There are currently 152 km of bike lanes and cycle paths in the city, with a further 20 km under construction and 61 km at the project stage. The aim is to roll out a complete and efficient infrastructure which is well connected, useful for everyone and compatible with all other means of transport, including pedestrian mobility.
The Urban Mobility Plan 2013-2018 is making progress with the roll-out of the city’s cycling infrastructure. The 20 km of lanes currently under construction will be operational by the end of the year and come as an addition to the existing 152 km. A further 61 km are due to be created next year.
The criteria for building the cycling infrastructure revolves around the creation of a network of cyclable routes, from the sea to the mountains and from the Llobregat river to the Besòs. This means everyone can have access to safe routes to get anywhere by bike. The routes are made up of one-way, two-way and complementary bike lanes, zones with traffic calming and areas with 30 km/h speed limits, single lanes with priority for cyclists etc.
“We want a complete and connected cycling infrastructure which is practical, serves the whole city and guarantees safety for all means of transport”, noted the Councillor for Mobility, Mercedes Vidal.
The lanes are analysed case by case before and after their construction, adapting to each road section and the input and needs outlined by local residents. In the last few weeks a series of information sessions have been conducted in all districts to debate action carried out in each area.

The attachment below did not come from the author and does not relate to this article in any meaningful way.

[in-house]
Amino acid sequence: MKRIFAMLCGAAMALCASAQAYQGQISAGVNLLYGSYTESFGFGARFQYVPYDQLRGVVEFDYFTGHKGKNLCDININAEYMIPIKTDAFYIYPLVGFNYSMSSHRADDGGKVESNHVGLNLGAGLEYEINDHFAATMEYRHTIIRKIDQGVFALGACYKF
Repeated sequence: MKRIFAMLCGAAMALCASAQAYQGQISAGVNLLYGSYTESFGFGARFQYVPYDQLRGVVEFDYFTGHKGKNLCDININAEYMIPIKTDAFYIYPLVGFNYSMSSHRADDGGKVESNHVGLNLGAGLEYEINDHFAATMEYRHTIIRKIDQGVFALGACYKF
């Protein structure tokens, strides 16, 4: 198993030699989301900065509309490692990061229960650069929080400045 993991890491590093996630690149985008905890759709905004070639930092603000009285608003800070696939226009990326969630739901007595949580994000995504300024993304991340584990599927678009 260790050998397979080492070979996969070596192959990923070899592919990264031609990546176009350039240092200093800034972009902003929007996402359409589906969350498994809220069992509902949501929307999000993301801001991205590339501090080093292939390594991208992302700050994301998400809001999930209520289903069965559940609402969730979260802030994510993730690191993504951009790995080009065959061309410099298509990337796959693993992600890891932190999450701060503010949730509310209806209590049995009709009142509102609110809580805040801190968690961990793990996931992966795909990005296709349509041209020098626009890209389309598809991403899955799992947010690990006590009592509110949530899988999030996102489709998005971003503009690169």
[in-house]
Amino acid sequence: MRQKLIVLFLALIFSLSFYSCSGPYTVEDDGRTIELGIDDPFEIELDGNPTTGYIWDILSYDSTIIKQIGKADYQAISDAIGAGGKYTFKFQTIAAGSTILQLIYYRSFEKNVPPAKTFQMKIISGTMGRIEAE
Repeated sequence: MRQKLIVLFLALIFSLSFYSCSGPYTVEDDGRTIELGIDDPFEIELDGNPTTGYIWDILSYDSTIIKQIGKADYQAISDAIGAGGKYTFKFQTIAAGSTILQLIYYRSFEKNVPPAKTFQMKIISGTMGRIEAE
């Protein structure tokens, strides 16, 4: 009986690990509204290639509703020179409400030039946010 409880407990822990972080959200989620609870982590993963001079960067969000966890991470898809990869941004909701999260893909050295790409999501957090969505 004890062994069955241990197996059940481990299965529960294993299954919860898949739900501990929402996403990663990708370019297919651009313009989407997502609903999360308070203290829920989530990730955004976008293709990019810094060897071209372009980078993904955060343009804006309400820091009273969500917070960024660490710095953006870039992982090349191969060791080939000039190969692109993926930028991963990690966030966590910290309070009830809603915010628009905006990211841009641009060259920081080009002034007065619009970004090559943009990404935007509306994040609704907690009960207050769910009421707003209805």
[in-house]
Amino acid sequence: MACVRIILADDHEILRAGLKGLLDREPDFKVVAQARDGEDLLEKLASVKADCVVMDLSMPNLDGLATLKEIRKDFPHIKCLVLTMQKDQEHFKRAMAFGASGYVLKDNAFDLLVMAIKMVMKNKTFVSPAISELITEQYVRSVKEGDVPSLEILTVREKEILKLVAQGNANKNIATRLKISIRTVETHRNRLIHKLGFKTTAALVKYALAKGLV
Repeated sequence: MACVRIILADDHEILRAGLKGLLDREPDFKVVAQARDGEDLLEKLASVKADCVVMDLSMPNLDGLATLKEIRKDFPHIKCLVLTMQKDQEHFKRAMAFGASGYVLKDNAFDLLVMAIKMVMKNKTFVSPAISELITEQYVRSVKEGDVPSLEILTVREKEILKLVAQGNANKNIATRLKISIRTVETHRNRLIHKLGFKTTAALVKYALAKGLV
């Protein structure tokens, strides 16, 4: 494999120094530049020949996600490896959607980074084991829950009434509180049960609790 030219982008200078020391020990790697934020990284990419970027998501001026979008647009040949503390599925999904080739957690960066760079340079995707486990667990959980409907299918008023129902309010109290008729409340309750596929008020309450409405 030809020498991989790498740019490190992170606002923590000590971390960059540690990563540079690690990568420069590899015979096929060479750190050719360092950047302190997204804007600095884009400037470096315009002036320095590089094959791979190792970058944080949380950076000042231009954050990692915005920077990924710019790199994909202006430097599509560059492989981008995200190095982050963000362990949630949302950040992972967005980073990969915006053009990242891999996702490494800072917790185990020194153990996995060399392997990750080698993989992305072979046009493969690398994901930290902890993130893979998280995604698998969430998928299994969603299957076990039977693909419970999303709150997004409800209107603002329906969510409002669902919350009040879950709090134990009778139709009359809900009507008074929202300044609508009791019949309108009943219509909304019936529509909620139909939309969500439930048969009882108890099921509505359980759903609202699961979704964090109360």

Some of the most notable projects currently under way include the project to shift the bike lane in the Gran Via de les Corts Catalanes onto the road surface, the first stretch being from C/ Vilamarí to C/ Aribau, and the transformation of the bike lane in C/ París and C/ Londres, with each street getting its own one-way lane in the direction of the Besòs river and the Llobregat river respectively.
Each user in their own space
The new lanes are built on the road surface and separated from traffic with paving and effective signage to ensure journeys can be made safely and comfortably, while being compatible with other forms of transport. Putting lanes on road surfaces means pedestrians do not wander onto them and frees up the pavements for pedestrians.
The new lanes currently under construction also feature a series of improvements, such as advanced sections for cyclists at traffic lights; the so-called ‘bike corners’ at junctions between lanes, designed as a protection zone for exclusive use by cyclists; painted lanes; and one-way bike lanes against the flow of traffic in zones with 30 km/h speed limits.